Note that the sensitivity extends beyond the limits of the AF sensors because the system works on the out of focus part of the light cone from the lens (Figures 2 - 6). While the sensitivity is dropping off, in that outer region, a bright, high-contrast foreground or background object could either confuse the AF system to lock onto that or throw the focus off your main subject.

A simple way to determine the active AF region is to use a small bright light in a dark background with the light being smaller than an AF rectangle in the viewfinder. For example a distant street light, with no other lights in the field of view, or the moon in a clear dark sky. Move the lens out of focus and then activate a single AF point at different distances from the AF rectangle and see how far you can be for AF to work. You may be surprised at how far the sensitivity is Be sure you have only one AF rectangle activated with no expansion. You will find the AF zone sensitivity does not have a hard edge, but AF gradually degrades once you get some distance from the AF rectangle.

Now, with that knowledge, consider the following. The AF system will "choose" the brightest high contrast subject within the diffuse active AF zone. It is very difficult to track a dark subject like black bird with brighter distracting elements in the foreground or background, especially if the bird is smaller than the AF sensitive region. It is best to wait for the subject to be closer (filling more of the frame), and/or does not have the distracting brighter elements nearby if you wanted to make an environment image.

If one tries the above experiments, one will find quite accurate AF with the subject quite outside the AF rectangle. Try it too with the moon in a daytime blue sky. You get the same result. And if it gives a false focus lock. what is to say a bright subject near an AF point when trying to focus on a bird will not cause the same thing to happen? It illustrates the problem of finding correct lock on subject with complex foregrounds or backgrounds. The point of the experiment is to show SENSITIVITY of the AF point outside the AF rectangle, not to say it provides accurate AF. In fact, as one moves away from the AF rectangle, AF accuracy falls. But that just makes the problem worse for getting accurate focus on your intended subject. A distinct subject against a smooth background, like the moon in a night or deep blue sly, is really a simple test that can be done in many ways to show the sensitivity is larger than the AF rectangle.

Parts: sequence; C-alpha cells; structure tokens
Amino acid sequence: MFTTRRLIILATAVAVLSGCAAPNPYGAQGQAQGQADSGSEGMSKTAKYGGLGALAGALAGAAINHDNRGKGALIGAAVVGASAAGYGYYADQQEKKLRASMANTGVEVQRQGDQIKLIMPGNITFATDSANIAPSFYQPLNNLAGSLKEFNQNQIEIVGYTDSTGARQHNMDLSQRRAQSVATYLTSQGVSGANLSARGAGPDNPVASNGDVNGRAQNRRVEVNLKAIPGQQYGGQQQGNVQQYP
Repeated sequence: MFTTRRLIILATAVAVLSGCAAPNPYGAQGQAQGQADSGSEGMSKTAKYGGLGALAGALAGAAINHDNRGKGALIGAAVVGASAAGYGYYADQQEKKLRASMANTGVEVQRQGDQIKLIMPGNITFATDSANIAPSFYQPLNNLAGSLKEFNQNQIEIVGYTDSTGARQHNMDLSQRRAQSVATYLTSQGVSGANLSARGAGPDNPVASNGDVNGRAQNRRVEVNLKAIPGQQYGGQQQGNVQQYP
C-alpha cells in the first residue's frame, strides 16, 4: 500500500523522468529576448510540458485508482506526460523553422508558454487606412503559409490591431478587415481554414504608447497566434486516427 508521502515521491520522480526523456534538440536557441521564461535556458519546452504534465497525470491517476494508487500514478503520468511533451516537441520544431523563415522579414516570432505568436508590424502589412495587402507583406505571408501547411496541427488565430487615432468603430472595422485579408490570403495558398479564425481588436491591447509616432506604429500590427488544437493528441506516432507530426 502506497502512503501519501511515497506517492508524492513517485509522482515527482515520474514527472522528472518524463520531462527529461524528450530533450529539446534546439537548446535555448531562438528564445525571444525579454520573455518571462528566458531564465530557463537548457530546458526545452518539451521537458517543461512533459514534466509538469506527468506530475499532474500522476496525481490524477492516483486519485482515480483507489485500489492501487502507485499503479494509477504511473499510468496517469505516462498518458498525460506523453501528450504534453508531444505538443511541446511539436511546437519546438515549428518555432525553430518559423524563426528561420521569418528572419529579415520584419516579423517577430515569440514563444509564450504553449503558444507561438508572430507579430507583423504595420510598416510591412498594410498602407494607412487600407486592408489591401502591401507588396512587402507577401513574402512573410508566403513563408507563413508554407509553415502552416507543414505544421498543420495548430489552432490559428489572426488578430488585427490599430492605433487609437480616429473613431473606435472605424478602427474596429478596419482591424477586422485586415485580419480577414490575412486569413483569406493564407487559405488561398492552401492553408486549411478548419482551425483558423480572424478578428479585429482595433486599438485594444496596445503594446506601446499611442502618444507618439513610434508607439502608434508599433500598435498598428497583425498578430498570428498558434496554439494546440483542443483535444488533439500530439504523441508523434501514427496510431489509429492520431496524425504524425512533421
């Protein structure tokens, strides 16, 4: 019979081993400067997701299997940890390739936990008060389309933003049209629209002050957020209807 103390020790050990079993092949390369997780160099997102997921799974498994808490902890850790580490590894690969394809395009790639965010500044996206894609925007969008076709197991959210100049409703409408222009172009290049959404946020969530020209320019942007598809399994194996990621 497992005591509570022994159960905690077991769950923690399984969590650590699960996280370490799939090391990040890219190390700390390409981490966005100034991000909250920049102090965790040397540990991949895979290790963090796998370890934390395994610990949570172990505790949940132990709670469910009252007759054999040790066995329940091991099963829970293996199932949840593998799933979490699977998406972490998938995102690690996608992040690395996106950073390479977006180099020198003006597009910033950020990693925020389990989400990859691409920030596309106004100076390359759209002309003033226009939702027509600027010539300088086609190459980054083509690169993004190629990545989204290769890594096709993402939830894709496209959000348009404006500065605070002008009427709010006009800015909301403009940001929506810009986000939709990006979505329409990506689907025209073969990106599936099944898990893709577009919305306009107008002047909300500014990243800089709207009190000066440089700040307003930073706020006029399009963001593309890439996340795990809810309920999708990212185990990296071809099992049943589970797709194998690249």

The AF Sensitive Area is f/ratio Dependent

A further note. The size of diffuse AF region that is larger than the AF rectangle will vary by f/ratio, with faster f/ratio being larger and more diffuse. This is not your selected f/ratio but the f/ratio of the system, as AF occurs before the aperture is closed to your selected f/ratio. Thus, the size of the AF zone will be large with an f/2.8 lens, then will decrease and become less diffuse when you add a 1.4x TC, then decrease more and be less diffuse when a 2x TC is added. Same with an f/4 lens and adding TCs.

Examples

Images that show AF locks onto a nearby brighter subject outside the AF rectangle:

In the first image, AF locks onto the bright contrail that is about 1 AF rectangle away.

In the second image, AF locks onto the tree line, about 1 AF rectangle away. Dark edge on a bright bland field

In the 3rd image, AF locks onto the tree line, about 1 AF rectangle away. Bright edge on a dark bland field.

In all cases, the focus is spot on (300 f/2.8 lens with 1D Mark IV). However, increasing the distance much more and the AF accuracy drops rapidly.




See this demo from class CS178 at Stanford: http://graphics.stanford.edu/courses/cs178/applets/autofocusPD.html Be sure to play with the focus slider. Note that the two lenses, labeled Micro Lens 1 and Micro Lens 2 are not in the focal plane. These are apertures that restrict light from each side of the lens. In a real scene, light from other parts of the lens and different parts of the field of view also enters these two lenses, contributing to the diffuse sensitivity of the AF system.

Conclusions

In order to do phase detect AF, one must isolate portions of the incoming light cone from each side of the lens. This can not be done in focus. It is a brilliant concept: fast focusing and focus tracking of moving subjects using out of focus information. Even when the subject is properly focused, the AF system is measuring light from the out of focus field. So whether a field stop is used outside of focus, or the collimating lenses are used as the field stop, as in the Stanford examples, both are in the out of focus field. In order to have sensitivity over a range of f/stops and focal distances, that means the optical response of the system will not have a hard edge to AF sensitivity. Above is direct evidence of this effect. Every camera I have tested behaves the same from film SLRs to the latest DSLR cameras.

It all comes down to understanding your equipment and working around any limitations.


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First Published March 12, 2013
Last updated October 24, 2015.